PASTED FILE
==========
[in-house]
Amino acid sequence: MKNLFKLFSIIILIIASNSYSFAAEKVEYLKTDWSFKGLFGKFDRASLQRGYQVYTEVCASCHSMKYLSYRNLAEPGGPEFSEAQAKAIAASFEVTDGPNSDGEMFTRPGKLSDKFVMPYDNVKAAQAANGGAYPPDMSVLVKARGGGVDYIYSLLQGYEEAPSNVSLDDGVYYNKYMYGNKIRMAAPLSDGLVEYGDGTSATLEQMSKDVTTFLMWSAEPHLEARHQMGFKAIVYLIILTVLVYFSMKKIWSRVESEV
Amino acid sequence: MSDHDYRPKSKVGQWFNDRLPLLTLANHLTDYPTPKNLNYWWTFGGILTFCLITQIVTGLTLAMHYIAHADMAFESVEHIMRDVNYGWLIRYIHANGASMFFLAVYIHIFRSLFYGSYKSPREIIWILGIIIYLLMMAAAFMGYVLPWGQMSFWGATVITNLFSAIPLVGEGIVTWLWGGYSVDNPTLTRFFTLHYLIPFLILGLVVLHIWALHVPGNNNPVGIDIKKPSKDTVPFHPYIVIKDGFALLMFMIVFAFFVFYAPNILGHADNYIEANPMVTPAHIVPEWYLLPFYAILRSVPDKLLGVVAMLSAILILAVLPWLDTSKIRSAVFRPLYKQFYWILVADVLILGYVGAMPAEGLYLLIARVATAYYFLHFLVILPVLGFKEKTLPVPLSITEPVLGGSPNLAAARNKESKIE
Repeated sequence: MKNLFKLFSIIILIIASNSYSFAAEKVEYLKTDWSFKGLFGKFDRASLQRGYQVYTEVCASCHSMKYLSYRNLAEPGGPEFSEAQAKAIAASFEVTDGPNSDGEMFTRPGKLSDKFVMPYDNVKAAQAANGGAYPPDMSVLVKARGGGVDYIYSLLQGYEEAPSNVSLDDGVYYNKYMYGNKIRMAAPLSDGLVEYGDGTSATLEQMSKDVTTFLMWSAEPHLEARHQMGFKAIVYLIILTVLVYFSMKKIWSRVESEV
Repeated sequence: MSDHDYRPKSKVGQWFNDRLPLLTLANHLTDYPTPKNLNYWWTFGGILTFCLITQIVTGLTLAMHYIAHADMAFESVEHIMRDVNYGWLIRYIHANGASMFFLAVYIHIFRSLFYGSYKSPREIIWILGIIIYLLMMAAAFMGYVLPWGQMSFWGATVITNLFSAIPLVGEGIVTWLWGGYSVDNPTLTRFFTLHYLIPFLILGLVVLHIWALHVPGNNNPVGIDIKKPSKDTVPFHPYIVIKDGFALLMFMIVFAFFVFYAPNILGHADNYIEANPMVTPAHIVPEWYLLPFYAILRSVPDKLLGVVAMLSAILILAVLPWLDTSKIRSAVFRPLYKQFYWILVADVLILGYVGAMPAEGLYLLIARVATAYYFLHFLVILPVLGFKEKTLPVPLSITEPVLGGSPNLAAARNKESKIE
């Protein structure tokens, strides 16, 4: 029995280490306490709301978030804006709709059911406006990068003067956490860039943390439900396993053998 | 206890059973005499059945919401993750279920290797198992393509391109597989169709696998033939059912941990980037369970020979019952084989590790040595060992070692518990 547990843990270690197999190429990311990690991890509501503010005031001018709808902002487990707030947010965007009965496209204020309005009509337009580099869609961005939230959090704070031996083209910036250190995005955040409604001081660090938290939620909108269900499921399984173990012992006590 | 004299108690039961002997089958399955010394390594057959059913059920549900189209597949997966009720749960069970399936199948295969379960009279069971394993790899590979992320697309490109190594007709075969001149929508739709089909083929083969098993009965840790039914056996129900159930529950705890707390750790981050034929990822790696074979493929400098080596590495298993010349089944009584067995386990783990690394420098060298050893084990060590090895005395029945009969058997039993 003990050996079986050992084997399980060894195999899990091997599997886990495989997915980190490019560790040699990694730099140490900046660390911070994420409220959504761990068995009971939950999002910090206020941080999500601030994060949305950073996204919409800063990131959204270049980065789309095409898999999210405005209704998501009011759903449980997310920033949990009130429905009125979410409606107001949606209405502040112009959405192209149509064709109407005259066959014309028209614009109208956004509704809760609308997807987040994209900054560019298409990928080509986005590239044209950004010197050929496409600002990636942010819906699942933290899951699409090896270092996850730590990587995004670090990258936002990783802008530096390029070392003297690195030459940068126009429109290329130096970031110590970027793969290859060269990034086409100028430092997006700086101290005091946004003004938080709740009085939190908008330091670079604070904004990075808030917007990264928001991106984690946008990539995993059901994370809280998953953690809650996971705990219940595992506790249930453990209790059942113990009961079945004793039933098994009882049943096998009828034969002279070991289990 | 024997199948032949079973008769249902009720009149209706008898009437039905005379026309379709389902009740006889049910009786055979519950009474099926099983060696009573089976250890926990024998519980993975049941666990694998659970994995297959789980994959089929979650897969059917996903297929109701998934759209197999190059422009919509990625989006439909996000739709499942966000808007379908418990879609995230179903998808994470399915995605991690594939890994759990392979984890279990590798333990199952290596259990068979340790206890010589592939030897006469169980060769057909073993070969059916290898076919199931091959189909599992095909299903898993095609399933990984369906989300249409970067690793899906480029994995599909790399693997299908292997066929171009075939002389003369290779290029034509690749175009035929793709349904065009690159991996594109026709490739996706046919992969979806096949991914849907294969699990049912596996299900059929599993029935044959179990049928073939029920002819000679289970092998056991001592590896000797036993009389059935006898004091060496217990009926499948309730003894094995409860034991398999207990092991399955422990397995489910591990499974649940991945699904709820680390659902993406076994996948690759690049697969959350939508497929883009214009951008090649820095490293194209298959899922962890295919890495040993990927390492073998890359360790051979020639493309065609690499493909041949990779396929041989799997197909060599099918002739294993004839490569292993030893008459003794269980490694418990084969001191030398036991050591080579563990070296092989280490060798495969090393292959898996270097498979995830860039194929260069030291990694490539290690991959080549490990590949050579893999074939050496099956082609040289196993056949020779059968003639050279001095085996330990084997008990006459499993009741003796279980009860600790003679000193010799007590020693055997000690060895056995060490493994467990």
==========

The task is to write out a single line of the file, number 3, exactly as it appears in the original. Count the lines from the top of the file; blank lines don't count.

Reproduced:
Amino acid sequence: MSDHDYRPKSKVGQWFNDRLPLLTLANHLTDYPTPKNLNYWWTFGGILTFCLITQIVTGLTLAMHYIAHADMAFESVEHIMRDVNYGWLIRYIHANGASMFFLAVYIHIFRSLFYGSYKSPREIIWILGIIIYLLMMAAAFMGYVLPWGQMSFWGATVITNLFSAIPLVGEGIVTWLWGGYSVDNPTLTRFFTLHYLIPFLILGLVVLHIWALHVPGNNNPVGIDIKKPSKDTVPFHPYIVIKDGFALLMFMIVFAFFVFYAPNILGHADNYIEANPMVTPAHIVPEWYLLPFYAILRSVPDKLLGVVAMLSAILILAVLPWLDTSKIRSAVFRPLYKQFYWILVADVLILGYVGAMPAEGLYLLIARVATAYYFLHFLVILPVLGFKEKTLPVPLSITEPVLGGSPNLAAARNKESKIE